Kerani Mitchell is on a mission to create an inclusive Central Oregon for all.
If you got to know Kerani Mitchell through her recent Bend City Council bid, you might know she’s a woman of color, a renter and a telecommuter. But if you’re involved in local social justice work, you know her conversation-starting candidacy is just the tip of the iceberg.
Adopted from India as an infant, 33-year-old Mitchell has lived in Central Oregon since middle school. And though she spent her youth in Sisters listening to country music and caring for farm animals, she is often perceived as an outsider because of her first name and skin color. It’s a perception she has battled all her life, but it’s also a challenge that has prompted her to take an active role creating conversations that dispels harmful myths and prejudices in our midst.
“This is my home. This is where I grew up. This is where my family still lives. If there’s any place in the world I can claim as home and have some part in social change, it’s here,” she explained. “And if I want to stay and live here, it’s imperative that my community and I move forward on issues of equity, inclusion, education and social transformation.”
I’ve had insight into Mitchell’s often behind- the-scenes work over the past year and a half as Mitchell and I have gone from acquaintances to business partners. But Mitchell isn’t looking for recognition (case in point: she was reluctant to be interviewed). For her, community involvement is both a spiritual responsibility and a survival tactic.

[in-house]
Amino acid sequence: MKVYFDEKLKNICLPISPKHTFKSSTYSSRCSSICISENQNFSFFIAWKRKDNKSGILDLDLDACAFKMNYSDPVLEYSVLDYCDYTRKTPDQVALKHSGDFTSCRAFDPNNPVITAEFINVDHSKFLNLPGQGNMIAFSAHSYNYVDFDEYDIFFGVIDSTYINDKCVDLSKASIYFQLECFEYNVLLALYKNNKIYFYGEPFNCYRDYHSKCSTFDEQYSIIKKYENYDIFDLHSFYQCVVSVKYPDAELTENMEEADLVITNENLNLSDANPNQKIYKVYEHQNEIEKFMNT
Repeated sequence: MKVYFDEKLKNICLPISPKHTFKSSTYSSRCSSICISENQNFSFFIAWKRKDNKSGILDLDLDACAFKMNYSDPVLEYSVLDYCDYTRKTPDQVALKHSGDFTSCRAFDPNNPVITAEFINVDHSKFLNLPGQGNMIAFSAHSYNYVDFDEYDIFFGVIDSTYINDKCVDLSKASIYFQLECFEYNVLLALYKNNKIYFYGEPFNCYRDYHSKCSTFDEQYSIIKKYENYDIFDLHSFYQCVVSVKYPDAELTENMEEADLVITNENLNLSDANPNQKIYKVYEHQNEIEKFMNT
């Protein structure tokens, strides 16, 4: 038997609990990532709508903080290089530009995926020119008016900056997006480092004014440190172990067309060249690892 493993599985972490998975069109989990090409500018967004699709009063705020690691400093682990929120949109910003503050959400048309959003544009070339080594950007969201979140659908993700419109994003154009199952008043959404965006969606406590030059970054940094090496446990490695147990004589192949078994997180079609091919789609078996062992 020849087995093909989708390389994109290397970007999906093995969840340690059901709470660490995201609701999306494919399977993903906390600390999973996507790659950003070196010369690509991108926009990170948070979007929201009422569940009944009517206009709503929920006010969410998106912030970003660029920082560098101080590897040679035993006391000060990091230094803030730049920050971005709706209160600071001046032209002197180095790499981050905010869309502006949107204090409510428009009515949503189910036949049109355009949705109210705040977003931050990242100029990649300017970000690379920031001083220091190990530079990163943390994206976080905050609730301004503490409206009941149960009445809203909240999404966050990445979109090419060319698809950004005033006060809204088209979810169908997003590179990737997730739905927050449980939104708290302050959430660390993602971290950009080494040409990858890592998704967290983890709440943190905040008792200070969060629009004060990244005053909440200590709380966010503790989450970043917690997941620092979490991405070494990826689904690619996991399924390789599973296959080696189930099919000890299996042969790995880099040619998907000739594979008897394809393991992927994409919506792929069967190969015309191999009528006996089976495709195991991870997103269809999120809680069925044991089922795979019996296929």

Mitchell grew up Catholic and is inspired by the Jesuits’ “Ignatian spirituality,” which author Ronald Mordas describes as “a humanism that defends human rights, prizes learning from other cultures, seeks common ground between science and religion,” and social justice.
Mitchell developed strong community connections in her youth, volunteering with her dad’s Kiwanis club, serving as a camp counselor, and facilitating art groups for grieving kids. While these connections were protective, as one of the few persons of color in Sisters, she still experienced inequities her peers didn’t face. And it got worse after 9/11.
“It was a very lonely experience to walk around with fear of racial profiling or just silly comments. People calling me the ‘n-word,’ or refusing to shake my hand,” Mitchell recalls.
When she returned home from Seattle University, Mitchell says these interactions and attitudes persisted. Strangers would ask “Where are you from?” and get angry when she said, “Sisters.” Or say things like, “Aren’t you glad you’re here? You could have ended up like Slumdog Millionaire.”
So Mitchell channeled those experiences into the Oregon Humanities conversation project “Where Are You From?” The project has taken her across the state to facilitate conversations about identity and belonging and given her an opportunity to reclaim her narrative.
Mitchell said she has always had a strong sense of empathy and a passion for solving problems. Raised to be independent, she’s never been shy about taking action.
We founded Allyship in Action together in 2018, bringing together local equity facilitators to support one another and the community. But she says it’s also an opportunity to demonstrate the power of diverse folks coming together as allies to one another.
“I’ve had crisis and pain in my life, and I viscerally remember what it is like to feel alone,” Mitchell explained. “If I can do something that someone else might not be able to do, I feel it’s my responsibility in that moment to honor my community by speaking up.”